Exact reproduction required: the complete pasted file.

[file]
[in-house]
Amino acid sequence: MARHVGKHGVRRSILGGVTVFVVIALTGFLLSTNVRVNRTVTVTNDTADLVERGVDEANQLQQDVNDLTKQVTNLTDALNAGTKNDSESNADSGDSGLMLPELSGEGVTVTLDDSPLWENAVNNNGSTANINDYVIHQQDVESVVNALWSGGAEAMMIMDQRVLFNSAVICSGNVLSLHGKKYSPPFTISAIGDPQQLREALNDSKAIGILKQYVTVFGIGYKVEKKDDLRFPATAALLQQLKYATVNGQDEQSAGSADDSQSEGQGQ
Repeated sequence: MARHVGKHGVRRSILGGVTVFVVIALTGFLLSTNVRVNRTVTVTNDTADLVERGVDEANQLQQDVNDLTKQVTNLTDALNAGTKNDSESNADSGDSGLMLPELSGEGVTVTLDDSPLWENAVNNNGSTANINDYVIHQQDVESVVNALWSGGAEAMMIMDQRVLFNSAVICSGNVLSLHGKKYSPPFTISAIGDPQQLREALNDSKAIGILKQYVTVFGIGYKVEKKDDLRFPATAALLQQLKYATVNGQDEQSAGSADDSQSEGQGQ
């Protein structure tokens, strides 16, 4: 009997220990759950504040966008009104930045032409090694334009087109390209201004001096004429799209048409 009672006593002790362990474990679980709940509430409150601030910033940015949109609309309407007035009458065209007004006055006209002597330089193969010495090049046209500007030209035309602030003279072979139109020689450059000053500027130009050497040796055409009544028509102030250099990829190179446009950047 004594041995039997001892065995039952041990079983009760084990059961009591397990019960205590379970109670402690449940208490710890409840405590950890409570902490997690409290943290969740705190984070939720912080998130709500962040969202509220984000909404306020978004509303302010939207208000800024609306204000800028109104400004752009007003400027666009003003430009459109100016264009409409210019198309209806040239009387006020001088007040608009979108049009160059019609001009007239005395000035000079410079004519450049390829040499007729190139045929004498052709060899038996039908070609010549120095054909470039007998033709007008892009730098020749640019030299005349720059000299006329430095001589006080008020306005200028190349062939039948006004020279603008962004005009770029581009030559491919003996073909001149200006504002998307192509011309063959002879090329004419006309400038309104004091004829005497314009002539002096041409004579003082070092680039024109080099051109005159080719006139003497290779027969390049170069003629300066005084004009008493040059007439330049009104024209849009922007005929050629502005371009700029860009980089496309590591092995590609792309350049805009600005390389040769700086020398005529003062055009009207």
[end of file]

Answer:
[in-house]
Amino acid sequence: MARHVGKHGVRRSILGGVTVFVVIALTGFLLSTNVRVNRTVTVTNDTADLVERGVDEANQLQQDVNDLTKQVTNLTDALNAGTKNDSESNADSGDSGLMLPELSGEGVTVTLDDSPLWENAVNNNGSTANINDYVIHQQDVESVVNALWSGGAEAMMIMDQRVLFNSAVICSGNVLSLHGKKYSPPFTISAIGDPQQLREALNDSKAIGILKQYVTVFGIGYKVEKKDDLRFPATAALLQQLKYATVNGQDEQSAGSADDSQSEGQGQ
Repeated sequence: MARHVGKHGVRRSILGGVTVFVVIALTGFLLSTNVRVNRTVTVTNDTADLVERGVDEANQLQQDVNDLTKQVTNLTDALNAGTKNDSESNADSGDSGLMLPELSGEGVTVTLDDSPLWENAVNNNGSTANINDYVIHQQDVESVVNALWSGGAEAMMIMDQRVLFNSAVICSGNVLSLHGKKYSPPFTISAIGDPQQLREALNDSKAIGILKQYVTVFGIGYKVEKKDDLRFPATAALLQQLKYATVNGQDEQSAGSADDSQSEGQGQ
């Protein structure tokens, strides 16, 4: 009997220990759950504040966008009104930045032409090694334009087109390209201004001096004429799209048409 009672006593002790362990474990679980709940509430409150601030910033940015949109609309309407007035009458065209007004006055006209002597330089193969010495090049046209500007030209035309602030003279072979139109020689450059000053500027130009050497040796055409009544028509102030250099990829190179446009950047 004594041995039997001892065995039952041990079983009760084990059961009591397990019960205590379970109670402690449940208490710890409840405590950890409570902490997690409290943290969740705190984070939720912080998130709500962040969202509220984000909404306020978004509303302010939207208000800024609306204000800028109104400004752009007003400027666009003003430009459109100016264009409409210019198309209806040239009387006020001088007040608009979108049009160059019609001009007239005395000035000079410079004519450049390829040499007729190139045929004498052709060899038996039908070609010549120095054909470039007998033709007008892009730098020749640019030299005349720059000299006329430095001589006080008020306005200028190349062939039948006004020279603008962004005009770029581009030559491919003996073909001149200006504002998307192509011309063959002879090329004419006309400038309104004091004829005497314009002539002096041409004579003082070092680039024109080099051109005159080719006139003497290779027969390049170069003629300066005084004009008493040059007439330049009104024209849009922007005929050629502005371009700029860009980089496309590591092995590609792309350049805009600005390389040769700086020398005529003062055009009207």